Unemployed for a While? 6 Tips to Speed up Your Job Search

NEW YORK (TheStreet) -- The longer you don't have a job, the harder it can be to find one.

It probably feels like you have been sidelined for an eternity and that your prospects of landing a job soon are slim to none. As skeptical as you have a right to be, that doesn't have to be the way it works out for you. You can and will get a new job.

The job market has heated up. The U.S. unemployment rate is at 5.5% right now, the lowest it's been since before the Great Recession, meaning that employers have fewer available workers to choose from -- which is great news if you're looking for a job. You have a window right now for a major reboot and a return to work. But you will need a decisive strategy to reposition the time out, rediscover your confidence, and prepare for the inevitable push-back you may receive from potential employers who are wary of hiring someone who has been out of work for a while. The last item -- push-back -- sounds obvious but hiring slows down in the summer and hiring managers are notorious for radio silence and bad form. You will need to be bold! Lots of people are, and will be, out of work for extended periods of time. Long-term unemployment is no longer an exception to the rule. So get over the embarrassment, shame, and discouragement if you want to get back on track.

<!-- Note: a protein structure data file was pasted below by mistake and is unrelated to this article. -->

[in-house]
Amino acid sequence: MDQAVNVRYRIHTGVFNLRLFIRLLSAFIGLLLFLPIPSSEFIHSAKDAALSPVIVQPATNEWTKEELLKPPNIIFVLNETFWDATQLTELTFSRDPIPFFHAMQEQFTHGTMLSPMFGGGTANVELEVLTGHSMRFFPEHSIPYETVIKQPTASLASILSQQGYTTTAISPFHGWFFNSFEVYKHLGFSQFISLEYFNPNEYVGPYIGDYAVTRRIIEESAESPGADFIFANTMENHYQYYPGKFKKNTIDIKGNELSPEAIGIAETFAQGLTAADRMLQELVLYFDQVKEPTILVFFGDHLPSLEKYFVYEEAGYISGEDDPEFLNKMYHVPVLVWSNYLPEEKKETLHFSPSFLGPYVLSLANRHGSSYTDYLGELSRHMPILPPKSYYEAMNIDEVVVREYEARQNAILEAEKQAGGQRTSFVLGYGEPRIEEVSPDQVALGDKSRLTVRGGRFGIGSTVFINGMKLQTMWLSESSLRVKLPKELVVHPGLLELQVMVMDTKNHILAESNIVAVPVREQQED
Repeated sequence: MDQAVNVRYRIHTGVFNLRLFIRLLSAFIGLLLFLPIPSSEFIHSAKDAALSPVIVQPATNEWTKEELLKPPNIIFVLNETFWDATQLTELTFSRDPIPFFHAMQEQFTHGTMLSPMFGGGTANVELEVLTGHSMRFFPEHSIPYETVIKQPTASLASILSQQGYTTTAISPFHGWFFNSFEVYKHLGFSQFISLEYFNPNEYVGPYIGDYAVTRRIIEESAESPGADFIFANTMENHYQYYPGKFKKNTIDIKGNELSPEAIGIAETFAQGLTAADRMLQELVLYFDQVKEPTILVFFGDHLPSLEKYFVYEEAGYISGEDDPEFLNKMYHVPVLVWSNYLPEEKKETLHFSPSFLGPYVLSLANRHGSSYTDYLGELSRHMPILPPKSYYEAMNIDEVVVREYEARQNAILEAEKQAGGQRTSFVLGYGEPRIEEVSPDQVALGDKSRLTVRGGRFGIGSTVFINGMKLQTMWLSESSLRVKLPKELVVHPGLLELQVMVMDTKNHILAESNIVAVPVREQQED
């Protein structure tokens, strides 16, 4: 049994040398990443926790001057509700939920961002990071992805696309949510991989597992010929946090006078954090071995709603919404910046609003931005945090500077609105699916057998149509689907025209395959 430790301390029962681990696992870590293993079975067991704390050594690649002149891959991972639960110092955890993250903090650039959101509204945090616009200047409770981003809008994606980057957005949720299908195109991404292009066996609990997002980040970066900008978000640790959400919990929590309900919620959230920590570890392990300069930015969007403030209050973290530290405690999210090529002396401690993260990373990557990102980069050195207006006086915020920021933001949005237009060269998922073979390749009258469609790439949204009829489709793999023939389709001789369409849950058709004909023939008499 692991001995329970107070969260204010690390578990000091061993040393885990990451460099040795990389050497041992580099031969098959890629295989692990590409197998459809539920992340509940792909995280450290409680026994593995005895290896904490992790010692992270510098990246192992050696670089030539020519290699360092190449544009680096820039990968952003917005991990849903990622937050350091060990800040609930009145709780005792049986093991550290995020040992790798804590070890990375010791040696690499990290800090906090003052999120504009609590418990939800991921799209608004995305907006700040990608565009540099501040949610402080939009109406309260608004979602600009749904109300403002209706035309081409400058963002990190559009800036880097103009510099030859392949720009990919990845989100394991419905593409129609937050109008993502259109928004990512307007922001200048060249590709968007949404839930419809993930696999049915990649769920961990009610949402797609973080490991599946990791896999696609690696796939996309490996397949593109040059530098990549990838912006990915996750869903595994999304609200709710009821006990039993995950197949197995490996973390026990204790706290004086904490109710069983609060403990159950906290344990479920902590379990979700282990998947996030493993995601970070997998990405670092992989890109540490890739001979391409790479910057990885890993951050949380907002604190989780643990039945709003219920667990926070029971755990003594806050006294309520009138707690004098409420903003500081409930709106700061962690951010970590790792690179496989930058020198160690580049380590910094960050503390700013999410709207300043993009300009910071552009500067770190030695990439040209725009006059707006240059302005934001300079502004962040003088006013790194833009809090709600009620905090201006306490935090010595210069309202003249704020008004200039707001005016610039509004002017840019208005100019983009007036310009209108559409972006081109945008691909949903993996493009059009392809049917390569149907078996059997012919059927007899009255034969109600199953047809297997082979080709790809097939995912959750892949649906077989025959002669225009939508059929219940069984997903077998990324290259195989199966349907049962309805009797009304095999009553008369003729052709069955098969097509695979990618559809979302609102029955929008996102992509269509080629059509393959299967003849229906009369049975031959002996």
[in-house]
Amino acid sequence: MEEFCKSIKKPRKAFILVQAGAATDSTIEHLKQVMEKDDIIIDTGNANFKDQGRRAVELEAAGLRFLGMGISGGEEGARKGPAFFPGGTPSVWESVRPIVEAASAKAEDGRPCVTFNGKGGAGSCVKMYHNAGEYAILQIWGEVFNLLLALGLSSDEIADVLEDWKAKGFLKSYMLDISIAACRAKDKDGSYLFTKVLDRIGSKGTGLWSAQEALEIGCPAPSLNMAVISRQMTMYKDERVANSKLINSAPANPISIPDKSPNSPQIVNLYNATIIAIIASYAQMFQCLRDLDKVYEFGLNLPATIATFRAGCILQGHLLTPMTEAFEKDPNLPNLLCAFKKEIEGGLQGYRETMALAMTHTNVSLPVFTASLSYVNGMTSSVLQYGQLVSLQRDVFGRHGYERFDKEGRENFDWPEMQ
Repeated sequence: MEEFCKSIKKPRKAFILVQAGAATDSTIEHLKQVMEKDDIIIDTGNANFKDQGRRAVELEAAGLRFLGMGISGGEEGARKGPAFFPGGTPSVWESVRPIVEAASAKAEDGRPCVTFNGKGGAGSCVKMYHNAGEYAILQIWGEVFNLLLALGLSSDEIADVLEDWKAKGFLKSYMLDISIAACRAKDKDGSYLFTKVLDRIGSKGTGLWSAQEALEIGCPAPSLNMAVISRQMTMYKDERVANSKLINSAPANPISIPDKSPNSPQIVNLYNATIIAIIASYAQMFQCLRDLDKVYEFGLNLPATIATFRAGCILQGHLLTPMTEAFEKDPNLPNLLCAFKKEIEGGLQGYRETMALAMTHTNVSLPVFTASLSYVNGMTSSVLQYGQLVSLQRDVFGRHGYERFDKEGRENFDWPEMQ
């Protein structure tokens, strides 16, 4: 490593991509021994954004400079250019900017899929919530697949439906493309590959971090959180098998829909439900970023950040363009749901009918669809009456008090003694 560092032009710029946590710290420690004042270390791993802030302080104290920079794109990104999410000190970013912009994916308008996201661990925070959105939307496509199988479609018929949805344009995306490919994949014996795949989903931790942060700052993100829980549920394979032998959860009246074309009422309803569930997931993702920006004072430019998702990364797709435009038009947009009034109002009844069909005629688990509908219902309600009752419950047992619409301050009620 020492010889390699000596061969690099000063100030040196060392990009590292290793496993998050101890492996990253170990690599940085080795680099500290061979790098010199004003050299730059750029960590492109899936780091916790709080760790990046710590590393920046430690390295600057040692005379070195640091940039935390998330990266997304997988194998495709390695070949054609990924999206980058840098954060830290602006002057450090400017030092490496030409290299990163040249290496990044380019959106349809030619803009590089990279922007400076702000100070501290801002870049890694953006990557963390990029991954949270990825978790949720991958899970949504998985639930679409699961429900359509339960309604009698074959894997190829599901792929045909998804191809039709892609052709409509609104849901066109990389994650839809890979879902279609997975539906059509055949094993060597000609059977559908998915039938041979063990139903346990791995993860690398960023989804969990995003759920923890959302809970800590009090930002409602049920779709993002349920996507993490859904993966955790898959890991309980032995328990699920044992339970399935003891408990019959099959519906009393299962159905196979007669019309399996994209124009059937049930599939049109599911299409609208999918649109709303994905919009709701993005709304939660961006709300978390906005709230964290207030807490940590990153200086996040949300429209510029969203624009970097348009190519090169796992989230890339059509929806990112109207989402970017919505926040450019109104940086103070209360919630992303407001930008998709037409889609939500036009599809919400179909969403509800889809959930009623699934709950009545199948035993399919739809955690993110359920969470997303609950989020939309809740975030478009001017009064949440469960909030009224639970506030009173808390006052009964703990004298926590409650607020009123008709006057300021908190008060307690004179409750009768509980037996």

The real question is not whether companies will hire someone who has been on the bench for a year or two. They do and they will. Instead: How have these unemployed folks used the time off? If they have been productive -- taking classes, volunteering, assuming a leadership role in a professional work-related group, consulting, or engaging in aggressive job search -- then yes, they are solid candidates. If they cannot demonstrate their productivity and resourcefulness, an efficient interview process will screen them out.

Here are six tips on handling long-term unemployment and shrinking the time to land. If you have been out of work for an extended period of time -- one, two or more years -- this advice is for you.

1. Don't appear frustrated or discouraged.